More people die in construction than in any other industry, and the number one cause of death on a job site is falling.

 

Autodesk’s latest addition to its BIM 360 suite of artificial intelligence (AI) enabled industry tools – Construction IQ – aims to reduce these tragic occurrences. It does this by predicting when falls are likely to happen – as well as any other danger to life, limb, or even just quality of work.

Autodesk’s data scientists hit upon the solution while looking for applications where the massive amount of data collected on modern-day construction sites could be put to use, thanks to the industry’s enthusiastic adoption of mobile tools and sensing devices.

"Imagine being a construction manager and having to contend with the fact that every X number of months, someone's going to die on the job – it's unfathomable to most of us in white collar jobs," says Pat Keaney, Autodesk’s lead on the Construction IQ project.

Construction IQ uses natural language processing (NLP)  techniques – algorithms that parse human language (in this case, text notes created around construction jobs by contractors and subcontractors on site) to assess risk and warn of hazards that may go unnoticed by human safety managers.

Keaney tells me, "Right now we're focussing on applying NLP … we have partners using image recognition; there are 360-degree cameras, Internet of Things (IoT) that can detect gasses in the air … in my mind there’s no doubt that within the next five years, this technology is going to be saving lives.”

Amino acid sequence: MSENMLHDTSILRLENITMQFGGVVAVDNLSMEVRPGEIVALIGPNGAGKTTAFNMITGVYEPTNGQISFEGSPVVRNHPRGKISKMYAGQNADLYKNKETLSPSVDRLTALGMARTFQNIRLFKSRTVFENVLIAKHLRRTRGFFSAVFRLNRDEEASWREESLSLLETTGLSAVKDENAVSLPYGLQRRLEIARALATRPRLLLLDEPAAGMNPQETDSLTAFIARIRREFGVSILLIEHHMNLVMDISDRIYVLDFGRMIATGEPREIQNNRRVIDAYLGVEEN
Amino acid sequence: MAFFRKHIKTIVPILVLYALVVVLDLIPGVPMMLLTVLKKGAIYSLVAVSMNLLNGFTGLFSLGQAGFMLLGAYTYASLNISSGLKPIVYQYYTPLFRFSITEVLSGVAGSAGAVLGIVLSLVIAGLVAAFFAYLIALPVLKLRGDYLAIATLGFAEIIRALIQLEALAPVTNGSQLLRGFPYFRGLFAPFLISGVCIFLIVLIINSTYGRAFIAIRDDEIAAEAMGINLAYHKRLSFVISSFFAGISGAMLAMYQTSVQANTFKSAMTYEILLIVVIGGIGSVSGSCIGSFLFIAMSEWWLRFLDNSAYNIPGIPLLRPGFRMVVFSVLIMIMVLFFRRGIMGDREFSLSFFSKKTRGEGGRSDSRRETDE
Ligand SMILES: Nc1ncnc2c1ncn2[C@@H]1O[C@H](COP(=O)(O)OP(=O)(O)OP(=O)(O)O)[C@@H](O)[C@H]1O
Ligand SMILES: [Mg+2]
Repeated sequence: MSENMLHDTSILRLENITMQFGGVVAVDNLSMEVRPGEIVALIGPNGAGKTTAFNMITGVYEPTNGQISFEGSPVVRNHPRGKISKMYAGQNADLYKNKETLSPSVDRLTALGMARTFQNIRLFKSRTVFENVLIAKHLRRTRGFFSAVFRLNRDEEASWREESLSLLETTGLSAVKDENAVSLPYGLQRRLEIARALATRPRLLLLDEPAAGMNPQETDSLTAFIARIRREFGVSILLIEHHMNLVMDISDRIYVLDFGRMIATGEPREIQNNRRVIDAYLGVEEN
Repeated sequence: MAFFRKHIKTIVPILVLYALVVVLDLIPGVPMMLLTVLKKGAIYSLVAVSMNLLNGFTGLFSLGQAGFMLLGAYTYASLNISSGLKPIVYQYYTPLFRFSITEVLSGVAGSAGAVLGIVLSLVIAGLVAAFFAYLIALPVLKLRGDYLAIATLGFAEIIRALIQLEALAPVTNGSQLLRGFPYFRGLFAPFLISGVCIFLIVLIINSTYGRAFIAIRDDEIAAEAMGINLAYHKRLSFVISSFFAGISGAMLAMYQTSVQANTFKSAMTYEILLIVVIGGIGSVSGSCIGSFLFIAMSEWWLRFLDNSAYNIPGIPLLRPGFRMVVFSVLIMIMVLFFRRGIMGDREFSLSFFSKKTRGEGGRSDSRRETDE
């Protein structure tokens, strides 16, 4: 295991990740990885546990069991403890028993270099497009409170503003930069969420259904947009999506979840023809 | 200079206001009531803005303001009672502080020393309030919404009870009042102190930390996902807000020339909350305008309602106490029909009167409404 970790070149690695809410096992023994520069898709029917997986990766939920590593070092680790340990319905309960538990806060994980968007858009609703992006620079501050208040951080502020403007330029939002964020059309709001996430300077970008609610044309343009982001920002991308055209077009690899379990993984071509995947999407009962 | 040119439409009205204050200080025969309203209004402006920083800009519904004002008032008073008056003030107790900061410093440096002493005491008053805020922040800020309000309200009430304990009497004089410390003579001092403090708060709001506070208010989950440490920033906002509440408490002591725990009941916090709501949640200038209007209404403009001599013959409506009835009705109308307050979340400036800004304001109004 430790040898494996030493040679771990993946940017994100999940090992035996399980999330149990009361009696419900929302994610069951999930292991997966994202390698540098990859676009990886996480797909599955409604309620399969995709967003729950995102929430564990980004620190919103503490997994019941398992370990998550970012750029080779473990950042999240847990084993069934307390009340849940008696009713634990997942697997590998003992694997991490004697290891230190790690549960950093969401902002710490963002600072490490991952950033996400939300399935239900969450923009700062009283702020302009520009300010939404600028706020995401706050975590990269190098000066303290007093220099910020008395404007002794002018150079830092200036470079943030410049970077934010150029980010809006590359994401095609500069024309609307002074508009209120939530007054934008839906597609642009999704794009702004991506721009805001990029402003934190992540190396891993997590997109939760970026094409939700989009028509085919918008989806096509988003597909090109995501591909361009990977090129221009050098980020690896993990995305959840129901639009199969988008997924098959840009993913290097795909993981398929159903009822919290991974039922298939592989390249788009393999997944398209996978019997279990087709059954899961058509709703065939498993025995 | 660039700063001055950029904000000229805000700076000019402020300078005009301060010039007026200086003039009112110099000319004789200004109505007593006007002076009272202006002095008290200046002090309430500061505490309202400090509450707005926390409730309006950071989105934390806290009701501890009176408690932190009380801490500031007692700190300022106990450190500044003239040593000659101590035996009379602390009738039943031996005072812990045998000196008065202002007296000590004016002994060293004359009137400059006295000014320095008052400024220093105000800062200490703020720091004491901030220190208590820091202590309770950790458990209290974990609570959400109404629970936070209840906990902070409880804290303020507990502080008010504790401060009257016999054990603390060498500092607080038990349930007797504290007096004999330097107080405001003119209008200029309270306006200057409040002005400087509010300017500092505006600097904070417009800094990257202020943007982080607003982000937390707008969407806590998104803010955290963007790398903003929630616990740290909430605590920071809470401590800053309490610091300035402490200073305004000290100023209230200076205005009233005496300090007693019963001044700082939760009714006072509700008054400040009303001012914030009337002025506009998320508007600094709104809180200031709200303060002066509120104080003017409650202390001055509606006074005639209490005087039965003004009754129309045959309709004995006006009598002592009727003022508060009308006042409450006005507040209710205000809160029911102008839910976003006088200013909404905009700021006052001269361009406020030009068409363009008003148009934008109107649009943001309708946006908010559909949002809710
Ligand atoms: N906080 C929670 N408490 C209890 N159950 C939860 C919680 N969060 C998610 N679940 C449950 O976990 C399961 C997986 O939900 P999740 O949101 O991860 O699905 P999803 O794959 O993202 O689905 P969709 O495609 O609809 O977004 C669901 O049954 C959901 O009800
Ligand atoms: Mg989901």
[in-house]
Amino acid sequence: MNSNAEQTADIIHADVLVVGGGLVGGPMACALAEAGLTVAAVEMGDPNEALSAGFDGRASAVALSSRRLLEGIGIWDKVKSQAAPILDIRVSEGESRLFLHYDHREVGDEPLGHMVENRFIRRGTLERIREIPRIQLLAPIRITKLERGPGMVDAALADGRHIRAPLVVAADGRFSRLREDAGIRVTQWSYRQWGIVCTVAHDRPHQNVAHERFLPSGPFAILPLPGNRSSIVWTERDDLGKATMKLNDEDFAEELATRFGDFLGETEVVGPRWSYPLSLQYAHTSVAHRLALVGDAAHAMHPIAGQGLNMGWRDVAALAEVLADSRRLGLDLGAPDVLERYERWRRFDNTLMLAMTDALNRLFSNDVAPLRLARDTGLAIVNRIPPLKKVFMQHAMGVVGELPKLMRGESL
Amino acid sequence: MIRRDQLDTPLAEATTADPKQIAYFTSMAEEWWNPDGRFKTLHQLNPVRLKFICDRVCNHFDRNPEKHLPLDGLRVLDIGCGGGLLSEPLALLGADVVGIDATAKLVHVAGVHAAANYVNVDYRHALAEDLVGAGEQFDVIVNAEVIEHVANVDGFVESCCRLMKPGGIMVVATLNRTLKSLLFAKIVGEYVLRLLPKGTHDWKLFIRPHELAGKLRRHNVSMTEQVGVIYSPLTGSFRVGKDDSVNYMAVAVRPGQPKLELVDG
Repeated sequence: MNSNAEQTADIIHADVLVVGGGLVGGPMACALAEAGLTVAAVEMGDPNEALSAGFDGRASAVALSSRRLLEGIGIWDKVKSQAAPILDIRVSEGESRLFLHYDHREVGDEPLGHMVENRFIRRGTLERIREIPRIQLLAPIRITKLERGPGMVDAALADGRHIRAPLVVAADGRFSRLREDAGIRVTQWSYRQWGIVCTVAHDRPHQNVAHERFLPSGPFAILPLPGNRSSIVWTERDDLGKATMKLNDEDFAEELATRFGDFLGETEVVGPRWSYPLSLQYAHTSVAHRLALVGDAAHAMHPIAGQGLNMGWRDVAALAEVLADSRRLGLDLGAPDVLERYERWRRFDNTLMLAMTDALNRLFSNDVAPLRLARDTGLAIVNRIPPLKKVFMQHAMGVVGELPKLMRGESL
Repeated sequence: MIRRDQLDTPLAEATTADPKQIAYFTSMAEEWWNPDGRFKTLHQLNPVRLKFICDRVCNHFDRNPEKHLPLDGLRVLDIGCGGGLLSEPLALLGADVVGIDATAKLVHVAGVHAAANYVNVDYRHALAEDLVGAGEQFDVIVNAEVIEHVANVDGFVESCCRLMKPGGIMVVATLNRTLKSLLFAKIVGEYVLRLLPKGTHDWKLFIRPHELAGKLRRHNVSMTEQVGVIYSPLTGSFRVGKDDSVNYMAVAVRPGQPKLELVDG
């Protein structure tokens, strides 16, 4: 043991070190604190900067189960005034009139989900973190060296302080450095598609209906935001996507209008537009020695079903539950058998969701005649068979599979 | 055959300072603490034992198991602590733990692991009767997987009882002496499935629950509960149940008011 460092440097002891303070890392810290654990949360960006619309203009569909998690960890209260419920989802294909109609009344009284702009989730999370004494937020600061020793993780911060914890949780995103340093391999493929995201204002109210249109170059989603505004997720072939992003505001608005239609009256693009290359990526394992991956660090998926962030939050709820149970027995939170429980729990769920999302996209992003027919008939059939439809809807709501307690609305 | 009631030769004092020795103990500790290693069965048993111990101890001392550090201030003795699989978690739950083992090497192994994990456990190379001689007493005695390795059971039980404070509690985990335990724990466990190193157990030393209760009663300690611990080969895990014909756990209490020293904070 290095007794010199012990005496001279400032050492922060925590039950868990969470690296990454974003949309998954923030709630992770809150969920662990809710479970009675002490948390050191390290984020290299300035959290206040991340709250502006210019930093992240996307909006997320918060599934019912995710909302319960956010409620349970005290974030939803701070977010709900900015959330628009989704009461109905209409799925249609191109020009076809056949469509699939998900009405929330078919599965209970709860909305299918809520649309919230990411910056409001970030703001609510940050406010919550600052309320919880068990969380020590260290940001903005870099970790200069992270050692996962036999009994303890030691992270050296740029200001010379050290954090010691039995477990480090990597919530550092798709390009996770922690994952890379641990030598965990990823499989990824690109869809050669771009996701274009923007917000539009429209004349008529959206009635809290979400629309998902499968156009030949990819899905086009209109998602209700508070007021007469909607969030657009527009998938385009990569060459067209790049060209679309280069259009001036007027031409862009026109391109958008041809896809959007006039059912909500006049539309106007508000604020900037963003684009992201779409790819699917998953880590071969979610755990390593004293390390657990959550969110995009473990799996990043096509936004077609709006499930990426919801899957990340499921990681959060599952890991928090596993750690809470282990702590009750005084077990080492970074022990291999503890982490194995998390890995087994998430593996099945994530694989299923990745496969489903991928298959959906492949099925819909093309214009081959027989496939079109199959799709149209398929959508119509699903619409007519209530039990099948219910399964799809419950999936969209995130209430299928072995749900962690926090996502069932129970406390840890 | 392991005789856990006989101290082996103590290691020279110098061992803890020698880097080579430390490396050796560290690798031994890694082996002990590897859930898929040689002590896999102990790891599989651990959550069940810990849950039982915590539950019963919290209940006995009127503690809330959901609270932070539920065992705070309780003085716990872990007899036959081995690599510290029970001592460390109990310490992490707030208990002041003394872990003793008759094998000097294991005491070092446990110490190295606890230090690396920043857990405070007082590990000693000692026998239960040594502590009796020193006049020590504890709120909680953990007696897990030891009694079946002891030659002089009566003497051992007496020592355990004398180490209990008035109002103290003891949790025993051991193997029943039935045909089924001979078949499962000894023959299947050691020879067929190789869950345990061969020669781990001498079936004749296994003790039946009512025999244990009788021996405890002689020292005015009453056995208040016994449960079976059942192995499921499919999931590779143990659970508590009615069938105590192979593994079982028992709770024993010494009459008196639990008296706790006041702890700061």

In fact, evidence suggests that it probably already is. I spoke to one construction company, BAM Ireland, which told me that by using Autodesk's BIM 360 platform, they had achieved a 20% reduction in quality and safety issues on site.

They have also increased the amount of time available to staff to spend remedying high-risk dangers on site by 25%.

All of this has become possible thanks to the explosion in the amount of data generated and gathered at construction sites.

"We realized there are these tremendous changes happening in the industry as a result of things like smartphones and tablets," Keaney says.